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The Effect of Anubias barteri Plant Species on Limiting Freshwater Acidification

Ramanathan et al. | Jul 06, 2021

The Effect of <i>Anubias barteri</i> Plant Species on Limiting Freshwater Acidification

Research relating to freshwater acidification is minimal, so the impact of aquatic plants, Anubias barteri var. congensis and Anubias barteri var. nana, on minimizing changes in pH was explored in an ecosystem in Northern California. Creek water samples, with and without the aquatic plants, were exposed to dry ice to simulate carbon emissions and the pH was monitored over an eight-hour period. There was a 25% difference in the observed pH based on molar hydrogen ion concentration between the water samples with plants and those without plants, suggesting that aquatic plants have the potential to limit acidification to some extent. These findings can guide future research to explore the viable partial solution of aquatic plants in combating freshwater acidification.

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Using machine learning to develop a global coral bleaching predictor

Madireddy et al. | Feb 21, 2023

Using machine learning to develop a global coral bleaching predictor
Image credit: Madireddy, Bosch, and McCalla

Coral bleaching is a fatal process that reduces coral diversity, leads to habitat loss for marine organisms, and is a symptom of climate change. This process occurs when corals expel their symbiotic dinoflagellates, algae that photosynthesize within coral tissue providing corals with glucose. Restoration efforts have attempted to repair damaged reefs; however, there are over 360,000 square miles of coral reefs worldwide, making it challenging to target conservation efforts. Thus, predicting the likelihood of bleaching in a certain region would make it easier to allocate resources for conservation efforts. We developed a machine learning model to predict global locations at risk for coral bleaching. Data obtained from the Biological and Chemical Oceanography Data Management Office consisted of various coral bleaching events and the parameters under which the bleaching occurred. Sea surface temperature, sea surface temperature anomalies, longitude, latitude, and coral depth below the surface were the features found to be most correlated to coral bleaching. Thirty-nine machine learning models were tested to determine which one most accurately used the parameters of interest to predict the percentage of corals that would be bleached. A random forest regressor model with an R-squared value of 0.25 and a root mean squared error value of 7.91 was determined to be the best model for predicting coral bleaching. In the end, the random model had a 96% accuracy in predicting the percentage of corals that would be bleached. This prediction system can make it easier for researchers and conservationists to identify coral bleaching hotspots and properly allocate resources to prevent or mitigate bleaching events.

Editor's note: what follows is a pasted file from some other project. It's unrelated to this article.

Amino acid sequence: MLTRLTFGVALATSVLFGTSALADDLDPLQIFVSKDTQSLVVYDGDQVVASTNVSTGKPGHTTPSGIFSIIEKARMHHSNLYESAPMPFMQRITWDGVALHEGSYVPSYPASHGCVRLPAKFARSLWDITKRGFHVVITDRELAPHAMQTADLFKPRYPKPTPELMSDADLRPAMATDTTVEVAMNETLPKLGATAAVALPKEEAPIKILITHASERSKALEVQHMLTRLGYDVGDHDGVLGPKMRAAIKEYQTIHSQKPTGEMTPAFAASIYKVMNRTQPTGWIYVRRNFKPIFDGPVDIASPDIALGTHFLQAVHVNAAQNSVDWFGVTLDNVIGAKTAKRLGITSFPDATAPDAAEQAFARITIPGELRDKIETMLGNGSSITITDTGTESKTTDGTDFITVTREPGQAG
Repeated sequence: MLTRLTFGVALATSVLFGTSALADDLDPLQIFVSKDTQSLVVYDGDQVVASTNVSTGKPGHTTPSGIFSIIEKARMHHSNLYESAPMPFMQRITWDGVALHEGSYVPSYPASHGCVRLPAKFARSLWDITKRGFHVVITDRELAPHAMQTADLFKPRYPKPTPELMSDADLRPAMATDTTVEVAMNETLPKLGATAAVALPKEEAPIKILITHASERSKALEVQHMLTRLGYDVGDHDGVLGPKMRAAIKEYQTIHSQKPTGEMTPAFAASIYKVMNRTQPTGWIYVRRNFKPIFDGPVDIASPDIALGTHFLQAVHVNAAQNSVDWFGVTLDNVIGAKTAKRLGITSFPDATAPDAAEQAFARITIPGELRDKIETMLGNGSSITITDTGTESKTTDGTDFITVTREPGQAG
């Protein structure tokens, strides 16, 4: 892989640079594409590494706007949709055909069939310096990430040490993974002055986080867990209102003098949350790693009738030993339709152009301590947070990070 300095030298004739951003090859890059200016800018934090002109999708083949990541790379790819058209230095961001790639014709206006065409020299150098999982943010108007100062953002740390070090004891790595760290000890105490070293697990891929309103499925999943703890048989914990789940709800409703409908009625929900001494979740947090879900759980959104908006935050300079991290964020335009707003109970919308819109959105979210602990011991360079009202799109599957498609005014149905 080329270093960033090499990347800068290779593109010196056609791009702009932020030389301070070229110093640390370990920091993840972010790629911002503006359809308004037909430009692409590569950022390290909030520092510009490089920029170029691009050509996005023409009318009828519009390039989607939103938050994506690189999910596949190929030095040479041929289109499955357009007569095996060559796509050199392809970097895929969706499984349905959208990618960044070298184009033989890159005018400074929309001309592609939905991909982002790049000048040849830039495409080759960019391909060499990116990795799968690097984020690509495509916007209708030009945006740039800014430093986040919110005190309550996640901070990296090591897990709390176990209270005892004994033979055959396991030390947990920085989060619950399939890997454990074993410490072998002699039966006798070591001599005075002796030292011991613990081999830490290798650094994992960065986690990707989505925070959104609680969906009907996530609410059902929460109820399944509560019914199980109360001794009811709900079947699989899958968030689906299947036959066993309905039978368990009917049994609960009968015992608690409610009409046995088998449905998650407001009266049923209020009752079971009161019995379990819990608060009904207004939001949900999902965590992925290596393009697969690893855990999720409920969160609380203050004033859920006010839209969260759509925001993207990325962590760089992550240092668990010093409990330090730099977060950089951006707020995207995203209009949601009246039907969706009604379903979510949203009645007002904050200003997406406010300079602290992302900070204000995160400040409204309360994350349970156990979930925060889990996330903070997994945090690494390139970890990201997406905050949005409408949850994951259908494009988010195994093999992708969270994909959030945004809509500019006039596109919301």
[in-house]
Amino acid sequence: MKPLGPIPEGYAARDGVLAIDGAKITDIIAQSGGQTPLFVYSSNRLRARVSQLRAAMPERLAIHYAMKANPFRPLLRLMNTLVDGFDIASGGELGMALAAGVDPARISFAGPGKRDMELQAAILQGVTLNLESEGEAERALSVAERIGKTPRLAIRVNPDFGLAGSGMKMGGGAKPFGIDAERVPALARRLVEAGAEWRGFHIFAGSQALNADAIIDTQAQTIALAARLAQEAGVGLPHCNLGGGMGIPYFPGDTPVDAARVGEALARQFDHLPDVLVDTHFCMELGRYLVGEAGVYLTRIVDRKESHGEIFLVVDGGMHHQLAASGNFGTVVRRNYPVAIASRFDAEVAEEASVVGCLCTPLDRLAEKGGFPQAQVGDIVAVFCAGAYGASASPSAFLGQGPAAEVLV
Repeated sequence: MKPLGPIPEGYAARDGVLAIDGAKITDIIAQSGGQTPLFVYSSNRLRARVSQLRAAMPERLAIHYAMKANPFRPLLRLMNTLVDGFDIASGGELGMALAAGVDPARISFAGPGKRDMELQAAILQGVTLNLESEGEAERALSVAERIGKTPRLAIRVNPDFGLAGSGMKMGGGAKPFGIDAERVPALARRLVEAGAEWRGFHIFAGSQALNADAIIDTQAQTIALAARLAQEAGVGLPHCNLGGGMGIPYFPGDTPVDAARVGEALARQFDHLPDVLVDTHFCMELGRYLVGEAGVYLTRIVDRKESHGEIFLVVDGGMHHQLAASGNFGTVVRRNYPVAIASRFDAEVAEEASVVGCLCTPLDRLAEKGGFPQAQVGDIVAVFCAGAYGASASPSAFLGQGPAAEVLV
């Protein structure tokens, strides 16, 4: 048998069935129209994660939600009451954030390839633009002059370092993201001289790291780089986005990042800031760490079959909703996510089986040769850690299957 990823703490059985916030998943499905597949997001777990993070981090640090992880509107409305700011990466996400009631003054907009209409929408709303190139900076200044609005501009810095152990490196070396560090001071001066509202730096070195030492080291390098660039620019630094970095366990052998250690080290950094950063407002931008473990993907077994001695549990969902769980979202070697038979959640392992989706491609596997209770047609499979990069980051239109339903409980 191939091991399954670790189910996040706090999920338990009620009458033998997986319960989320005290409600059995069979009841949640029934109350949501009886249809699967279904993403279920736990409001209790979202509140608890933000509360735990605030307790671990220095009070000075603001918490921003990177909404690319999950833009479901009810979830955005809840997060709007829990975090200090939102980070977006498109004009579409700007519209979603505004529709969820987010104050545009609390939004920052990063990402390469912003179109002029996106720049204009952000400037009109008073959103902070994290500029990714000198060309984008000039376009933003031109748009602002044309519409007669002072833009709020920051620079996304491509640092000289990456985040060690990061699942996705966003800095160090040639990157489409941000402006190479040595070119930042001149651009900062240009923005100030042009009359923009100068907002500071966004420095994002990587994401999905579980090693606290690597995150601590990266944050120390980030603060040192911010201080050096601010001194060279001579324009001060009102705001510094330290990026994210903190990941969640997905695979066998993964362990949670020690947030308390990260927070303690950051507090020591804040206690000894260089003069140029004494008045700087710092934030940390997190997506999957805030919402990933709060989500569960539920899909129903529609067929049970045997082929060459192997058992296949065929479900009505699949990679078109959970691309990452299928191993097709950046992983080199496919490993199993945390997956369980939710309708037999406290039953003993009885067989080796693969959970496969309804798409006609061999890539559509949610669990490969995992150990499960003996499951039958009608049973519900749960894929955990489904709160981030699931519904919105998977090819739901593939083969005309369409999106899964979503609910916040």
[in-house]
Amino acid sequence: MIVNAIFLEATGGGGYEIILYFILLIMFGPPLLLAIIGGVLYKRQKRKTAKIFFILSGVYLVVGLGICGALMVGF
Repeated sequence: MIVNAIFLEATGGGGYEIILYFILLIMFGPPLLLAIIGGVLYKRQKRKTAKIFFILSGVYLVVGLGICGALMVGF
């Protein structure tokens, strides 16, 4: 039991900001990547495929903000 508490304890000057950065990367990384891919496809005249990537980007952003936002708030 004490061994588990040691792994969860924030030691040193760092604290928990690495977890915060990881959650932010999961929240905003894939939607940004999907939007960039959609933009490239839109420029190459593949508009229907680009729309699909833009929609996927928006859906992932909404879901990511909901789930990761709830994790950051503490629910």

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Strain-specific and photochemically-activated antimicrobial activity of berberine and two analogs

Sun et al. | Nov 17, 2020

Strain-specific and photochemically-activated antimicrobial activity of berberine and two analogs

In this study, the authors investigate the antimicrobial effects of berberine and berberine analogs. Berberine is extracted from plants and is a naturally occurring alkaloid, and is also excited photochemically. Using three different assays, the authors tested whether these compounds would inhibit bacterial growth. They found that these compounds were antibacterial and even more so when used with photoirradiation. This study has important antibacterial implications.